Build Offline Community

Why You Should Use Offline Communities To Grow Your Business

As online communities continue to grow in different business sectors, the idea of offline communities has started to take hold as an important real-world companion to the digital space. The most popular way to build an offline community is for a company or organizer to host an event such as a class, conference, or cocktail party. The event is an opportunity for your community members to get together, learn, or meet each other. And as the importance of community continues to develop, it’s becoming a key for business growth.

Though community members can connect, communicate, and build relationships online, the purpose of these communities is to have events where the members can move their relationships with each other and your brand from onscreen to offscreen. This move not only strengthens the bond community members have with each other, but also solidifies the bond the community has with your brand.

Here are five reasons why offline communities are great for business:

Connect to Real People

When you meet someone for the first time in an online community, it can be hard to judge their personality from a few words or sentences on a profile. But when you meet in real life, you begin to see a fuller picture of that person’s personality, quirks, and their true feelings about topics. Community is about making it so your audience or customers can engage with each other. Offline communities are successful because they turn crowd members who were just a photo and a profile into a three-dimensional human being.

When fellow crowd members meet, they can connect, compare and contrast their experiences. They can also build relationships with each other. And for communities built around customer service, these community relationships can benefit support. Members of the crowd can help each other when they have questions, helping boost the productivity and success of the whole crowd.

More Invested in the Good of the Community

How much more likely are you to stop everything to go help a friend who calls you in need of something versus a complete stranger? Many of us are much more likely to do whatever it takes to help our friends, but with other people we need special incentives to do so. When you have a fuller picture or have learned something about a crowd member’s personal life, you gain respect for them as a person. Maybe one community member is a parent, so you know they won’t be able to be active after 7pm because their child is sleeping. When community members interact with each other they feel a sense of belonging. They identify with other members of the community as being part of the same tribe, which then makes them more engaged online.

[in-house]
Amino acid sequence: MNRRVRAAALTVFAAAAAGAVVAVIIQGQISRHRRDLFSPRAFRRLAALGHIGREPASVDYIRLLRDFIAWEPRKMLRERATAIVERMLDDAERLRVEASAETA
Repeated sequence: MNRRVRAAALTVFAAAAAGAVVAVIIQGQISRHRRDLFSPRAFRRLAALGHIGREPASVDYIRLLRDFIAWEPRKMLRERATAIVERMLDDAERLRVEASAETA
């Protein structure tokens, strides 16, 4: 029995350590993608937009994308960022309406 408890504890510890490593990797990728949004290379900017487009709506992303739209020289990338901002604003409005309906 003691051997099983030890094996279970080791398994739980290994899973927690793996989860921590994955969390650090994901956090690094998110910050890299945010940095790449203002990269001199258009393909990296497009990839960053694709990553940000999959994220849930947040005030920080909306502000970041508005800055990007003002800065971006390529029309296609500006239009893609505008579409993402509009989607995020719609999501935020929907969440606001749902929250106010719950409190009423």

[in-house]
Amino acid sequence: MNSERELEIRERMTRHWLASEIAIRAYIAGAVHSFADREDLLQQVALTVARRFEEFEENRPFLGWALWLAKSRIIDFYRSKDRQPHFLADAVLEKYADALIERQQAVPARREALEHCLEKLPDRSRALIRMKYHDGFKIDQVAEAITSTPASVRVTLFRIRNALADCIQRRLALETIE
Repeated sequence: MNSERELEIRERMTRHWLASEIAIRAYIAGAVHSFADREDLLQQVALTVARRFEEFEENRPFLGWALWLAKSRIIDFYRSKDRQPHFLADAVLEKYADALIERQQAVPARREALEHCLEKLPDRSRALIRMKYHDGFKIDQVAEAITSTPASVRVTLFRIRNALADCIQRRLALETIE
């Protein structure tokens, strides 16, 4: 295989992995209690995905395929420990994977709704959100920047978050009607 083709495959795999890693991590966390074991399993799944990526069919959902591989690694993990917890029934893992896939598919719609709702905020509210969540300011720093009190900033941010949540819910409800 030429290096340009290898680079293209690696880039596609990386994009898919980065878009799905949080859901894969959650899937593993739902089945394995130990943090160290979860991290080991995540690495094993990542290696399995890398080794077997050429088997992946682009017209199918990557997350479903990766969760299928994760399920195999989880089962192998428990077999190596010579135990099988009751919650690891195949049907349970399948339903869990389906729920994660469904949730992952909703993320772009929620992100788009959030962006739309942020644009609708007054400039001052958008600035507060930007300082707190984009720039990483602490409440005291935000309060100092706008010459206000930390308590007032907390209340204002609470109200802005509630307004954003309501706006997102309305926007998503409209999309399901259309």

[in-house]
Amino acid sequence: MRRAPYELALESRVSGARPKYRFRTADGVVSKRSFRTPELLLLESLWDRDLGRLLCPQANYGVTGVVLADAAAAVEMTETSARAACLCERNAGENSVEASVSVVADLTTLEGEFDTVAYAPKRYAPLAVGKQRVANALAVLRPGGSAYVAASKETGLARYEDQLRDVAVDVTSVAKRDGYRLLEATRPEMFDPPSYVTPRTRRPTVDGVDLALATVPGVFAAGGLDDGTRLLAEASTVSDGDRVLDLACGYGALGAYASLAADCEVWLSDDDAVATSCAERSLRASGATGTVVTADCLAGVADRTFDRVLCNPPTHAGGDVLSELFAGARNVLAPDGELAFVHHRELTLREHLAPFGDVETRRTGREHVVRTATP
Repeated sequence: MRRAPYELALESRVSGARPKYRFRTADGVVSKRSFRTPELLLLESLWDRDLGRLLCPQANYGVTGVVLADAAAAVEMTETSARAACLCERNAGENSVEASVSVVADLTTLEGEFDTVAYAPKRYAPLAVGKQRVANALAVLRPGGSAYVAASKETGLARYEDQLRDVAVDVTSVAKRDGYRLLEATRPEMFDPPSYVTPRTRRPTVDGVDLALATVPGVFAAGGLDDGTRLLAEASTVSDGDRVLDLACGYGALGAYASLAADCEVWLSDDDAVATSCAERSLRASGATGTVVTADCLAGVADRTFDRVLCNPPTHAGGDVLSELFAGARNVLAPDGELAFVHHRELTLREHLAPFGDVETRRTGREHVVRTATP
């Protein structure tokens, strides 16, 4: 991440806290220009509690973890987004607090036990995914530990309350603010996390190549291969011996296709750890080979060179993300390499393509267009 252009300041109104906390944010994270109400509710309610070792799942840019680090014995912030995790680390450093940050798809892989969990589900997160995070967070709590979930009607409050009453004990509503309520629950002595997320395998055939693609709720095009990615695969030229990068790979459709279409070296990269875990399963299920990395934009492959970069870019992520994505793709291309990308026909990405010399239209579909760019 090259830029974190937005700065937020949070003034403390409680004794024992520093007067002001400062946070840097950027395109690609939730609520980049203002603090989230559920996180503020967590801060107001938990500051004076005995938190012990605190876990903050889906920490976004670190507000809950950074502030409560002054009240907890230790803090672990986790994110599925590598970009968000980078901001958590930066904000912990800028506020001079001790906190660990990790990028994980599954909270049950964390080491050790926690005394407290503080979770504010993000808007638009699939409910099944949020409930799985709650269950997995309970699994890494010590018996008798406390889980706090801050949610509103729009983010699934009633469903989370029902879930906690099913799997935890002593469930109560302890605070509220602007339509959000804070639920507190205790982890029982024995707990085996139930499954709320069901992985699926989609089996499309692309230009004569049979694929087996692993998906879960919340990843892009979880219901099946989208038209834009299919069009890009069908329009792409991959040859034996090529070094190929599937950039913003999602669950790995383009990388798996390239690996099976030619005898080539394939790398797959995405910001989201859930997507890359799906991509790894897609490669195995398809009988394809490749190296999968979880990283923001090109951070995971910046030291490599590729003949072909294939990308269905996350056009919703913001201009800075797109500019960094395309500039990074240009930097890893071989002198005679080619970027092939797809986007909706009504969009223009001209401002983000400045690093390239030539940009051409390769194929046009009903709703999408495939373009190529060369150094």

Offline Communities Help You Understand Customers

Imagine getting to have a back-and-forth conversation with members of your brand’s community, where you learn what they value from your brand, their frustrations, their desires, and their needs. Whether you run a product or service-based business, when reviews are left they can be one-sided and either very negative or very positive; most people don’t always post a balance of both. And ratings alone don’t show a full picture of why someone did or did not like a service or product. But if you build an offline community, you can discover how they feel about your business, what’s going well, and what can be improved. And if they’re being too one-sided with their feedback, you can nudge them in another direction.

Keep in mind, your community is made up of customers. So using your community to interact with customers is a more personalized way of doing business. Your community members can better understand and anticipate the pain points of other customers.

Offline Interaction Creates a More Engaged in Online Community

If your online community does not already have an offline element, you may think adding an offline community will in some way decrease the effectiveness of your online community, but that’s not the case. Most communities see engagement increase when an offline element is also included in the community. When community members can put a face to a username and get to know people, they want to participate more, and they want to help each other because they know that real, live people are counting on them for help. And sometimes, beyond making money, helping out a fellow member of the community who they’ve met and built a relationship with offline can be the greatest incentive to participating in the community online.

Let Customers Bond With Your Brand

When you build an offline community, interacting with an offline presence can help your customers feel closer and more attached with your brand. Mila has offline events for Friends and Pros, while lodging company AirBnB also creates offline community by inviting their hosts to events regularly. When your customer relationships are strengthened offline, it’s more likely that your community members will become brand advocates who identify with the brand, rather than just participating customers.

Learn how to crowdsource customer service

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